top of page

A Beginner's Guide To Hardwood Floor Finishes

Updated: Dec 10, 2020

Choosing the right finish for your floor is often as important as choosing the type of floor itself. Hardwood flooring finishes not only serve as protection against daily use, but they often alter the overall look of the wood.

But with so many options to choose from, how do you choose the right finish for your new flooring?

What is a Floor Finish?

Like any flooring, hardwood floors are susceptible to being damaged by daily use. From spills in the kitchen to children running through the house with dirty feet, floors of all types often take a beating. Your hardwood floor finish is your defense against long-term damage to your floors as a result of use.

Essentially, a hardwood floor finish creates a protective barrier between you and your floor. While many hardwood floors are hardwearing and can handle a certain degree of rough-handling, applying the right finish can save you money when it comes to maintaining your floors since it minimizes the number of time you need to resand and refinish them.

What's more, floor finishes can also form part of your aesthetic. Depending on the finish you choose, the timber may change colour, look and feel.

So, let's take a look at your options.

Polyurethane finishes

The two main types of 'polys' are water-based polyurethane and oil-based polyurethane.

Water-based Polyurethane

Best For: Floors needing a clear finish

Pros: Easy application, no yellowing, low odor, low VOCs

Cons: Magnifies every scrap and scratch due to high gloss finish

Popular with DIYers, water-based polyurethane finishes have a quick drying time and have low Volatile Organic Compounds (VOCs). They dry clear and so do not change the colour of the timber. Something that puts many people off this option is the fact that Water-based polyurethane finishes are not made with natural, sustainable materials, nor are they hardwearing.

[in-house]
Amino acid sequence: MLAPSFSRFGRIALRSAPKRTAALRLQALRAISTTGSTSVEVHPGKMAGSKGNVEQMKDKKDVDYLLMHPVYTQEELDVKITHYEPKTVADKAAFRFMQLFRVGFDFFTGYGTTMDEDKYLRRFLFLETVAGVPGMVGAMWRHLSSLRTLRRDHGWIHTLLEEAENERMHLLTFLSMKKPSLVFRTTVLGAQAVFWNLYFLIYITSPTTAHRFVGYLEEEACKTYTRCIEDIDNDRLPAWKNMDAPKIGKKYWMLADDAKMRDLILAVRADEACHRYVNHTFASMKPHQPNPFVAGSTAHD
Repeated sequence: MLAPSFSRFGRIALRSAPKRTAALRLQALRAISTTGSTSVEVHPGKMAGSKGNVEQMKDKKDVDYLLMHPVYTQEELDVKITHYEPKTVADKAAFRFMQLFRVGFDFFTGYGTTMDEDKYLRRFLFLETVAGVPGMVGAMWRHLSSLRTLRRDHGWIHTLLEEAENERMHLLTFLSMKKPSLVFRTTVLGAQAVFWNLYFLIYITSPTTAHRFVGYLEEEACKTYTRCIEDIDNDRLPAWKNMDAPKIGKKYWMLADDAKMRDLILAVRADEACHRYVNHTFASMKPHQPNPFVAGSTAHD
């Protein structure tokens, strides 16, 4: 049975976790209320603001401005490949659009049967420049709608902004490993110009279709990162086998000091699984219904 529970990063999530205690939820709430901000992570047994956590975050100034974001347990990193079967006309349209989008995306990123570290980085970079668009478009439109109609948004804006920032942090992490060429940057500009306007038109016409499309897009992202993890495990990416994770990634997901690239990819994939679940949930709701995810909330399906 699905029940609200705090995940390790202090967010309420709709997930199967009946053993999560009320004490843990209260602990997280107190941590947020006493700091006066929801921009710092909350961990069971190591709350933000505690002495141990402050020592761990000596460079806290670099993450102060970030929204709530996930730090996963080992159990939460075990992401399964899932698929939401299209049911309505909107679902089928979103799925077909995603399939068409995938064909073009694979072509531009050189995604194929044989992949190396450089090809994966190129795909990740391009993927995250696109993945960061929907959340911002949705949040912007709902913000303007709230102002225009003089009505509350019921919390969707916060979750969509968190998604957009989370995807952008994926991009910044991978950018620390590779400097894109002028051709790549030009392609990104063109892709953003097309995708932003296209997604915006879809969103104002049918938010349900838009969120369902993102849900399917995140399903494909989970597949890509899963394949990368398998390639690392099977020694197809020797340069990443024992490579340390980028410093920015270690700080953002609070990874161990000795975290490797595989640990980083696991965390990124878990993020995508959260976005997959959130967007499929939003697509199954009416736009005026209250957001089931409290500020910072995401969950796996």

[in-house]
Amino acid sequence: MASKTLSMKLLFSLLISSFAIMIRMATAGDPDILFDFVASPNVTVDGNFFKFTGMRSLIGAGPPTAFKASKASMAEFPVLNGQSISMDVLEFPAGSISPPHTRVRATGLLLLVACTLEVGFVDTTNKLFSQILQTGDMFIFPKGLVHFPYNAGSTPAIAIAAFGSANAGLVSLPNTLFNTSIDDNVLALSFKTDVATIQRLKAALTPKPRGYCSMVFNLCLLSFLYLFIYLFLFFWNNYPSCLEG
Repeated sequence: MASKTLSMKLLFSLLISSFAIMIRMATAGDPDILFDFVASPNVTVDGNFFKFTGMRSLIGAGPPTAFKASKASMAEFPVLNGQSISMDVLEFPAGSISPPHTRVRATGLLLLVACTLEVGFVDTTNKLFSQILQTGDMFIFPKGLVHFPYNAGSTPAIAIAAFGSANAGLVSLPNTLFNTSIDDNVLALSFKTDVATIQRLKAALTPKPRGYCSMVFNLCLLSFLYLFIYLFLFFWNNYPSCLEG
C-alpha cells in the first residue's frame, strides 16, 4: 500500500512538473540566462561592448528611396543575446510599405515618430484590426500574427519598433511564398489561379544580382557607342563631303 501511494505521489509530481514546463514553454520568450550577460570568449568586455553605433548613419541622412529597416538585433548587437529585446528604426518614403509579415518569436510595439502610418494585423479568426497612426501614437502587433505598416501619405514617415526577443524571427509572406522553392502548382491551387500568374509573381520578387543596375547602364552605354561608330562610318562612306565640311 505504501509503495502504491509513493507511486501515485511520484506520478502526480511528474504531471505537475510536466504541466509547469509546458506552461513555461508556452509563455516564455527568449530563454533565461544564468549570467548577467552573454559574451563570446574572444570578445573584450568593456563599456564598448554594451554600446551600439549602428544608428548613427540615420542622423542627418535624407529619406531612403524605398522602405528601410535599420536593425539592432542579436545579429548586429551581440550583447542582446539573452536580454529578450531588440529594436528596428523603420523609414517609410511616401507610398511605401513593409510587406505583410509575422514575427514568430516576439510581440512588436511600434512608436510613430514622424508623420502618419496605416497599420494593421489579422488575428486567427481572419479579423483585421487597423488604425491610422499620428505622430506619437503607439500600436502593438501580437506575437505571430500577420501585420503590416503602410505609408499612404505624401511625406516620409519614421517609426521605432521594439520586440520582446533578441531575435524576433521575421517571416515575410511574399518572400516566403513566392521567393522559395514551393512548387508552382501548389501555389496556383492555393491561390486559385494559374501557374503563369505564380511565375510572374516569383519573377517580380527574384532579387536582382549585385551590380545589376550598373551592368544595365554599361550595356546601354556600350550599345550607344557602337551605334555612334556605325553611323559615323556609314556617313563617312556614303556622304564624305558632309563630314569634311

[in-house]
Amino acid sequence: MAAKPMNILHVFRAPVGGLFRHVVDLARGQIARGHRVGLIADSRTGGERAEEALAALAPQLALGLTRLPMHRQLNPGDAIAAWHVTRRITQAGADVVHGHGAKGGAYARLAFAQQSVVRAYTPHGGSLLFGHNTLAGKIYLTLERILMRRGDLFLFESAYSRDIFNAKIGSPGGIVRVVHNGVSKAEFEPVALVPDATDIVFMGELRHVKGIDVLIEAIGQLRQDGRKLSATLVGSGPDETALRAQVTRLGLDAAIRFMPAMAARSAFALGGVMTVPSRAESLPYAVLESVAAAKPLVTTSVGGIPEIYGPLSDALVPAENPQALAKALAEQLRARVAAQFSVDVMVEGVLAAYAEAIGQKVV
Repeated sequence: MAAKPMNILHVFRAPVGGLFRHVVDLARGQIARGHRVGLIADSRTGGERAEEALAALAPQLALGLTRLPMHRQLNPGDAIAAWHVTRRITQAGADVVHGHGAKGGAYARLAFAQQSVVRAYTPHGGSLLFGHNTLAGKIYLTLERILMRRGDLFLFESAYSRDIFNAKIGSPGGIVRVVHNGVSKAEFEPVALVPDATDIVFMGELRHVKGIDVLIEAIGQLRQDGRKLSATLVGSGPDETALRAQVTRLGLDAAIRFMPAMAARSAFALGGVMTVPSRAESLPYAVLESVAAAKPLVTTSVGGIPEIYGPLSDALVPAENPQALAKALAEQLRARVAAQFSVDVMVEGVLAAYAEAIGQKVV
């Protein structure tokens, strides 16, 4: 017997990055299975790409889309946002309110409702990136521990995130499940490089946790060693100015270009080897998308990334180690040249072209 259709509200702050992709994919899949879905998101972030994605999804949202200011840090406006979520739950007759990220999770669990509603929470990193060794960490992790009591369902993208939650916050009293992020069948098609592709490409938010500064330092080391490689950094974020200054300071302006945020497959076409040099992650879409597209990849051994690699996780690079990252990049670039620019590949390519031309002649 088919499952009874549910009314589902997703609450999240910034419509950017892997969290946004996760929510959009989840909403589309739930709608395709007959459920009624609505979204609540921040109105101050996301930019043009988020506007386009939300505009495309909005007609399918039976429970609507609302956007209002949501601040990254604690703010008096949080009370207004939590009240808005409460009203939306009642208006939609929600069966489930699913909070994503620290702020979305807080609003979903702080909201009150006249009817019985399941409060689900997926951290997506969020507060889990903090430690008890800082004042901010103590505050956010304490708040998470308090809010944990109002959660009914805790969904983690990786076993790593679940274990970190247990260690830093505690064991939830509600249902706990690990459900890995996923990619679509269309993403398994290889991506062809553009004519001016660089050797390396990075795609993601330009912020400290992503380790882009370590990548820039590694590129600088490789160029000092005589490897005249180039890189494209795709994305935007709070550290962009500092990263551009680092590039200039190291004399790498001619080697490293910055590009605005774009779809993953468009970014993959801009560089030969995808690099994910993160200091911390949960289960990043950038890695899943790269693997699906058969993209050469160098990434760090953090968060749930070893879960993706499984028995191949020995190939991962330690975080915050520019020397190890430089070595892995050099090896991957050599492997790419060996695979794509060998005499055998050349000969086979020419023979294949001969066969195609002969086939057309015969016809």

Although water-based polyurethane resists water relatively well, they don't deal with the humidity Australian climate as well as their oil-based sisters.

Water-based Polyurethane

Best For: high traffic areas, commercial spaces

Pros: durable, moisture resistant, durable

Cons: Can yellow over time, slow-drying, releases VOCs

Oil-based polyurethane finishes are more durable and provide a more professional finish, but they have a longer drying time and are more expensive. They also yellow with age.

Given the fact that it is strong and durable, this is a popular finish in commercial spaces and homes with high traffic.

Wood oils

Best For: a low-shine look that enhances the timber's natural grain

Pros: relatively easy to apply, natural product, works with the wood's natural beauty

Cons: low durability

Wood oils penetrate the timber and work to naturally enhance the natural look of the timber. There are a number of different wood oils that you can use, including linseed oil and tung oil, and their hard-wearing qualities vary. Most oils are low odour and non, or minimally, toxic.

Moisture-cured urethane

Best For: floors requiring extremely durable finishes

Pros: durable

Cons: difficult to apply, very high VOCs

This option is one of the most expensive timber floor finishes but it is also one of the most hardwearing. For that reason, it is often used in high-traffic areas.

This finish was originally created for bowling alleys and delivers a really high shine. It resists moisture (great for use in Australia), scratches and general wear. This makes it, for example, great for a hardwood floor in a Sydney bar or hotel entrance, but not necessarily something you'd have in your home as it has a very commercial feel.

Furthermore, the application process is tricky and depending on the humidity of the day, it may dry unevenly, which is not great if you live in humid areas such as Cairns, Brisbane or any of the Top End!

Wax finishes